Natural Home Remedies for Osteoporosis
Thankfully, there are many ways you can combat and even reverse the damaging effects of this bone-thinning disease, and the earlier you start the better. There are several home remedies right at your fingertips. Why not try some of the bone boosters in your kitchen?
Home Remedies from the Cupboard
Beans. Take a can of beans -- or any one-pound can -- and do a few biceps curls. These cans are a perfect weight for beginners and will help you begin to build a little muscle. And strengthening your muscles helps strengthen your bones.
Peanut butter. A recent review of studies on nutrition and osteoporosis found that magnesium was a vital component to strengthening, preserving, and rebuilding bones. You can get 50 mg of magnesium by eating 2 tablespoons of peanut butter.
Vinegar. A splash of vinegar when you are cooking soup will help pull calcium out of bones. It does the same thing for salad greens, so you should make it your new favorite dressing!
Home Remedies from the Fruit Basket
Apples. Boron is a trace mineral that helps your body hold on to calcium -- the building block of bones. It even acts as a mild estrogen replacement, and losing estrogen is instrumental in speeding bone loss. Boron is found in apples and other fruits such as pears, grapes, dates, raisins, and peaches. It's also in nuts such as almonds, peanuts, and hazelnuts.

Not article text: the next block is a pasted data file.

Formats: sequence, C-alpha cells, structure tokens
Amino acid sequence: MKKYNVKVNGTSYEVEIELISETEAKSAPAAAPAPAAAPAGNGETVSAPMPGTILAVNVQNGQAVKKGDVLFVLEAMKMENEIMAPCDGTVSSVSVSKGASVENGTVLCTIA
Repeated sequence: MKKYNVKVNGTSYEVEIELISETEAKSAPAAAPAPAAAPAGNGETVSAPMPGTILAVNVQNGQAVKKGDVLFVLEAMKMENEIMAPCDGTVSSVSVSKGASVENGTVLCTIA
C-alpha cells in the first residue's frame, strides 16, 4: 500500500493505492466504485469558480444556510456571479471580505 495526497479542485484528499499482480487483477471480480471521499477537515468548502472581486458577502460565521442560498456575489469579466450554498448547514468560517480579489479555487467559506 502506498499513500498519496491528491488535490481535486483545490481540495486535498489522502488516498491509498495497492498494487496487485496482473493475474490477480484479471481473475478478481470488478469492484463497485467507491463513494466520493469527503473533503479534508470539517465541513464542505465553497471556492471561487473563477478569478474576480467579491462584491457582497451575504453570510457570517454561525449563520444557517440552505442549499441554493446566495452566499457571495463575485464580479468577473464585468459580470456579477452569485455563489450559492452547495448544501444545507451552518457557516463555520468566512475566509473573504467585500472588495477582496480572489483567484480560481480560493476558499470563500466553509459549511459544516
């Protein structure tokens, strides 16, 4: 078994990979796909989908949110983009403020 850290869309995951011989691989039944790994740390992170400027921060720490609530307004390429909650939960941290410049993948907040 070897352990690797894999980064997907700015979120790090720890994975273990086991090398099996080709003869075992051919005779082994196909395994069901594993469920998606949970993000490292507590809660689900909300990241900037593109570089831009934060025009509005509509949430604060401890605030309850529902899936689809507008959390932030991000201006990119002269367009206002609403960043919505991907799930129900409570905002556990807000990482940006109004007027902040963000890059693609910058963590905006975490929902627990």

Banana. Eat a banana a day to build your bones. Studies have found that women who have diets high in potassium also have stronger bones in their spines and hips. Researchers think this is related to potassium's ability to keep blood healthy and balanced so the body doesn't have to suck calcium from the skeleton to keep blood up to par.
Home Remedies from the Refrigerator
Broccoli. Eat 1/2 cup broccoli to get your daily dose of vitamin K. Studies are finding that postmenopausal women with low levels of this vital vitamin are more likely to have osteoporosis.
Figs. This Mediterranian delight is packed with calcium.
Leafy greens. Romaine lettuce, spinach, collards, and kale are good choices.
Margarine. Slather a teaspoon of low trans fatty margarine on your toast for a dose of vitamin D. Vitamin D helps the body absorb calcium, a necessary ingredient to bone health.
Milk. When it comes to strong bones, getting enough calcium is a must. One cup of milk can provide 300 mg of the 1,000 to 1,200 mg of calcium the government recommends you get every day.
Orange juice. Grab a glass of OJ to get your vitamin C. Necessary for the body processes that rebuild bones, getting enough vitamin C is vital to preventing osteoporosis. Grab some calcium-fortified orange juice and get a healthy dose of bone-building nutrients.
Pineapple juice. Drink a cup of pineapple juice and give your body some manganese. Studies are finding that manganese deficiency is a predictor of osteoporosis. Other manganese sources are oatmeal, nuts, beans, cereals, spinach, and tea.
Salmon and Sardines. Both of these delicious fishes are high in calcium, and salmon is also a good source of vitamin D.
Tofu. Soy is showing promise as a potential bone strengthener. Soy contains proteins that act like a weak estrogen in the body. These "phytoestrogens," or plant-based estrogens, may help women regain bone strength.